Laurie Dhue offers her perspective on alcoholism, relapse, & recovery after country music star Trace Adkins enters rehab

News broke yesterday that country music star Trace Adkins entered alcohol rehab after a reported altercation with an impersonator on the Country Cruising cruise. According to reports, Adkins was 12-years sober.

Glenn has been open about his own struggles with alcoholism, and TheBlaze’s Laurie Dhue is seven years sober and very active in the recovery community. She offered her unique perspective on the issue on Thursday’s Wilkow!

“Relapse is not a failure. It’s a reset,” Laurie explained. “Relapse is often a part of recovery… He had a slip. Doesn’t mean he’s a failure. Doesn’t mean he’s a bad guy. It means he’s human. Addicts aren’t ‘bad’ people trying to get ‘good’… He is a sick person who is now trying to get well again.”

Check out the full clip below:

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  • John Scott

    My Father was a alcoholic for years. Never a social drinker, just drank all weekend and after work each day. Finally when he was diagnosed with diabetes he quit cold turkey. It was far easier then when he got emphysema and could never really stop smoking. It eventually killed him. I think many times relapses after such a long period result from a gradual or sudden negative period in their life. Depression, marriage issues, career issues. Something most likely triggered a relapse.

  • http://www.youtube.com/watch?v=V8FvmesaxXg Sam Fisher

    I don’t see the point in drinking. It taste bad makes you feel like giving up on the world and gives you a massive headache in the morning. The first time I tried it was the last time I would ever drink.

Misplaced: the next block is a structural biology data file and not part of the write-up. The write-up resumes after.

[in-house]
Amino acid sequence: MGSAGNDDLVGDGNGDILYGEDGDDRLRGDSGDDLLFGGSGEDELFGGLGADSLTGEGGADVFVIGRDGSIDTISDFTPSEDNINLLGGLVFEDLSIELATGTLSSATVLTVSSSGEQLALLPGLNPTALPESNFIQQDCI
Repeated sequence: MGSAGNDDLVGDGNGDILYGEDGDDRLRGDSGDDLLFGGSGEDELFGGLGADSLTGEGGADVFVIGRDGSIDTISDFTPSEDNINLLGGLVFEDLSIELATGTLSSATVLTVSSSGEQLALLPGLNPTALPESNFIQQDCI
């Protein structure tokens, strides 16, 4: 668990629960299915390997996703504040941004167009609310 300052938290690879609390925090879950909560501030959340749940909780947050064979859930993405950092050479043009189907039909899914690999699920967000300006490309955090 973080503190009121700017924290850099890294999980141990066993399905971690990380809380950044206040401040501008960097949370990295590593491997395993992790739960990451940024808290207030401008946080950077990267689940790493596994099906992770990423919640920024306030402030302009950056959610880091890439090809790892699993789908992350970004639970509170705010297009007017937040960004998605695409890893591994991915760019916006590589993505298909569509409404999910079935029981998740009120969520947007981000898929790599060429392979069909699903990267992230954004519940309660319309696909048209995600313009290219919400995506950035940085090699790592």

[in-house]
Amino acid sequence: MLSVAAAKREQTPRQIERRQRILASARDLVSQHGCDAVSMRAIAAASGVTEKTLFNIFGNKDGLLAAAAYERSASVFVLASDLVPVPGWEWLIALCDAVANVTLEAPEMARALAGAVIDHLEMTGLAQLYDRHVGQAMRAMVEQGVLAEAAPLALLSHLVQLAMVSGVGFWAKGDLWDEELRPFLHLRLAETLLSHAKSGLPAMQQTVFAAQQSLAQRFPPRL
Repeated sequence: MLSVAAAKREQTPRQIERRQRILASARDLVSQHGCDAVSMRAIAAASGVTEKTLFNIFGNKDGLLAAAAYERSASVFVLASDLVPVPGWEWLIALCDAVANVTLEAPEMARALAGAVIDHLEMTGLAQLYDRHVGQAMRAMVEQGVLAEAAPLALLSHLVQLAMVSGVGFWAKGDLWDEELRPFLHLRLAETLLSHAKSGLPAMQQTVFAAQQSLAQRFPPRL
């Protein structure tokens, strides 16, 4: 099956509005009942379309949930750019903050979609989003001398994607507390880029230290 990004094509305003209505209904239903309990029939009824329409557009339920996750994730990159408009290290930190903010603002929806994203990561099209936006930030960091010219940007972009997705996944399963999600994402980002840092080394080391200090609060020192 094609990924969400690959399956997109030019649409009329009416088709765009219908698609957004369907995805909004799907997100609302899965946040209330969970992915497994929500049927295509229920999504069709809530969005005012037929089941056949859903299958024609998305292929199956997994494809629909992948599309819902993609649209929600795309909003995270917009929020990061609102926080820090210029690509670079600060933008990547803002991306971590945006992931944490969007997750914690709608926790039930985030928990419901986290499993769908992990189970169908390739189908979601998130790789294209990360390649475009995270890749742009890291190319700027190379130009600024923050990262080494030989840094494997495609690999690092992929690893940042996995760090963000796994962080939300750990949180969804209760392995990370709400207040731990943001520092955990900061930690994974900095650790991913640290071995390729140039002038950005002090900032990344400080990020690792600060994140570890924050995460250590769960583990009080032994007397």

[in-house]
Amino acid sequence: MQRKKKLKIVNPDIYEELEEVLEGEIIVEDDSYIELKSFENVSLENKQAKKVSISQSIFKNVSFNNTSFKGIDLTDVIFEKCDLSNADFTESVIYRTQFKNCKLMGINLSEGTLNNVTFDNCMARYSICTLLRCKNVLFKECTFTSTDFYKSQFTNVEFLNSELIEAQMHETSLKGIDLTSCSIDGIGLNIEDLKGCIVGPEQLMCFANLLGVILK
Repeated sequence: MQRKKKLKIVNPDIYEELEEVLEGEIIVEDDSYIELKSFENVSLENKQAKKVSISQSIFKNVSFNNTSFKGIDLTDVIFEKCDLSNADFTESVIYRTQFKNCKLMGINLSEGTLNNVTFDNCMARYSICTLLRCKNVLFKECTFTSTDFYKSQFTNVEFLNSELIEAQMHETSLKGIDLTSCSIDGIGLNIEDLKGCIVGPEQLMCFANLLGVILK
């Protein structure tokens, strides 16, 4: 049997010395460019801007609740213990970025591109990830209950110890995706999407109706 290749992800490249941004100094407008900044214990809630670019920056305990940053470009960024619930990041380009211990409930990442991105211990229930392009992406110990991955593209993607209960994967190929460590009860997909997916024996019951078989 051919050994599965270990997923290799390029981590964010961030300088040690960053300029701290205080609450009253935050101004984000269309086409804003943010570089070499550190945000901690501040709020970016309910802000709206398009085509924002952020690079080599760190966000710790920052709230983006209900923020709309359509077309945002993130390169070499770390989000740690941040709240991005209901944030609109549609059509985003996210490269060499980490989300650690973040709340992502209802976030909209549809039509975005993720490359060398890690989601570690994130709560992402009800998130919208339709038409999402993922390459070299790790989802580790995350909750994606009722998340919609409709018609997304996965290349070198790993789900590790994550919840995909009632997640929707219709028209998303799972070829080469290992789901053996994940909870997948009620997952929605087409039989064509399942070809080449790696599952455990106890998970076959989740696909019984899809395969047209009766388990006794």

• chefz774

    As a four year +, recovering alcoholic I wish Trace all the strength and support he needs going back into rehab. If you are not an alcoholic or have never lived with or cared about one, you will NEVER know what it feels like, living day to day with an unexploded bomb inside you. It may be well buried and protected and may not go off for years. But the danger is still there, waiting patiently for that one spark that will set it off. In AA we have a way of describing alcohol: Cunning, Baffling, Powerful, and most of us add the word PATIENT. Alcohol doesn’t care how long you’ve been sober, all it takes is one little slip, and you’re off to the races. If you don’t drink, or drink normally, good for you, some of us can’t, so please don’t tell us it’s a matter of will power, or strength of character, or because God hates us. It’s because our body doesn’t process alcohol the way yours does, so if/when we slip, don’t condemn us or say we were weak, we just let our defenses down one time when we shouldn’t have, and now we need help. How many of you can ever say that never happened to you, where you made a simple mistake, you wish you hadn’t, and needed help to deal with it? Godspeed Trace.

  • Steve

    I am a recovering alcoholic, 22 yrs. sober! Alcoholism as far as I’m concerned is a disease of the mind, body, and spirit. As an alcoholic I do my best to ward off my disease one day at a time. I’ve seen and heard of fellow alcoholics with as many yrs. sober and more as I have who have relapsed. I rely on my higher power, whom I choose to be God, every day of my life today. Don’t condemn a person for being human and making a mistake. Look in the mirror instead and tell yourself. If not for the grace of God, there go I. Hang in there Trace, you can do this.

  • Dana Faulkner

    Coming up four years sober , could not have said it better myself .

  • Wise words …

    Arguably, the regard for responsibility that thrives where people embrace liberty has fallen low enough to undermine the very freedom upon which our prosperity and civilization rest.

  • Lana Jean

    Love you, Laurie. So happy you are working for The blaze